From 1850 until the turn of the twentieth century, the United States experienced many different residential architectural fashions and fads. The styles can all be found in Buffalo's architectural heritage. The various architectural styles were adapted to the needs of the middle-class detached houses built on the 25-35 feet wide lots found on Buffalo's west side. Very few of the houses are "pure" examples of the various styles popular during the last half of the ninetenth century. Architecture of the period, although still based on historical precedent, represented a reaction to the historical bent of the earlier revivalists. Mid-to-late-nineteenth century architects reasoned that no age had produced the perfect architectural expression and that they could benefit from all the best of the past. They did not hesitate to combine features from various styles. Freer adaptation could evoke the spirit of teh past without rote imitation and would allow for exciting creativity. Thus, eclecticism characterized much of the architecture of the immediate post-Civil War period as did a continued emphasis on the picturesque. While new styles prevailed, great importance was placed on character and a sense of permanence in buildings. New technology made beautifully carved wood accessible on a scale never seen before. Coupled with a rise in fortunes of the middle class, creative and artistic ornamentation of fine quality craftsmanship was deployed in homes of the period. For these reasons, determining late nineteenth century architectural styles is challenging. Many architectural historians lump all structures built during this period under the term "picturesque eclecticism." Historian and writer John Maass called the era the "nameless period."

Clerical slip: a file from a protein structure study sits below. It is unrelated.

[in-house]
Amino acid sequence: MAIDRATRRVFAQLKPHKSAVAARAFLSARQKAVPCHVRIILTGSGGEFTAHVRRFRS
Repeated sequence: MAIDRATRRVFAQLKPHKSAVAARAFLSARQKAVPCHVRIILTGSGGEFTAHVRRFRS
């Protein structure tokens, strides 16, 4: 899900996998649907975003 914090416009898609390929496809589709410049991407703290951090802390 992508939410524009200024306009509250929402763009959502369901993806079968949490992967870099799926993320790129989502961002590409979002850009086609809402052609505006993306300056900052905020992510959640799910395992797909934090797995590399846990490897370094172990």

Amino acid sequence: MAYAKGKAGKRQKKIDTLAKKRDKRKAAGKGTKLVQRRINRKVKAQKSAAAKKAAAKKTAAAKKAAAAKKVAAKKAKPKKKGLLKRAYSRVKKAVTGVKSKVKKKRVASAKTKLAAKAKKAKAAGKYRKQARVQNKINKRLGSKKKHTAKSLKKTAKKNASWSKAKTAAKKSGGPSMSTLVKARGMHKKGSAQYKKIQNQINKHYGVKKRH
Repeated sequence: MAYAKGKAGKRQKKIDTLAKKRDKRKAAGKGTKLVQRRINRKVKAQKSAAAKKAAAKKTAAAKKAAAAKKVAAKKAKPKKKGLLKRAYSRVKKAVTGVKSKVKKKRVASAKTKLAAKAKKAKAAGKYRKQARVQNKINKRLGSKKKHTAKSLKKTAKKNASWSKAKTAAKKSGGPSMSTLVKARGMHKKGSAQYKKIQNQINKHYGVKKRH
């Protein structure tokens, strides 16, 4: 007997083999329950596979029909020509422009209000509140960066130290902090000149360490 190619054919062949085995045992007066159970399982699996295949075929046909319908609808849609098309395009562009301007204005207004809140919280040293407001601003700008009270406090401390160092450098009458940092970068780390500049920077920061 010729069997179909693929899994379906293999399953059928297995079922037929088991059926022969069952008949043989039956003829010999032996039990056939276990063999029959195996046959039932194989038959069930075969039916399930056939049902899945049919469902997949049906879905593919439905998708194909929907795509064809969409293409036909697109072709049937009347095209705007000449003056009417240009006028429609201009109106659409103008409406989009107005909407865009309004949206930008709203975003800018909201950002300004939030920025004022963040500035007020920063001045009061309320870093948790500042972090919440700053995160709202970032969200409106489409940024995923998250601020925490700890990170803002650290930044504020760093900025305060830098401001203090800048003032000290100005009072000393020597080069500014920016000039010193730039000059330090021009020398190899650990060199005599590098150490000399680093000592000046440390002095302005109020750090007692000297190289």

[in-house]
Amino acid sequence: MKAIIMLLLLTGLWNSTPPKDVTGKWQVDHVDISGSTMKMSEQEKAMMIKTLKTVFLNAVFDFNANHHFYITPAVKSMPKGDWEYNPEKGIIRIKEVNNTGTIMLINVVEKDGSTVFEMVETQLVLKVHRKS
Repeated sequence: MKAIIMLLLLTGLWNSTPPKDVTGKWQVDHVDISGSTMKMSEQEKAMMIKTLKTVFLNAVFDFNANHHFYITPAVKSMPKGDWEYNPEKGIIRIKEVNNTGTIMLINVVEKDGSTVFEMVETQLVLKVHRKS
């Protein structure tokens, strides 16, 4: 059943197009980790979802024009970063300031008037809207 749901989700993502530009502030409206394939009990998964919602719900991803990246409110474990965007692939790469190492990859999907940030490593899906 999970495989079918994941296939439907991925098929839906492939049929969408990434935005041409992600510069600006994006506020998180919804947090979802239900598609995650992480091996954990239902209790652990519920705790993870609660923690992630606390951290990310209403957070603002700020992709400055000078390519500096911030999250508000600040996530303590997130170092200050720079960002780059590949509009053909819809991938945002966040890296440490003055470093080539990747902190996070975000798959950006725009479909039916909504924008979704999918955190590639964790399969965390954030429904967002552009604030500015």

[from page 80 of Historic Plymouth Avenue by Christopher N. Brown]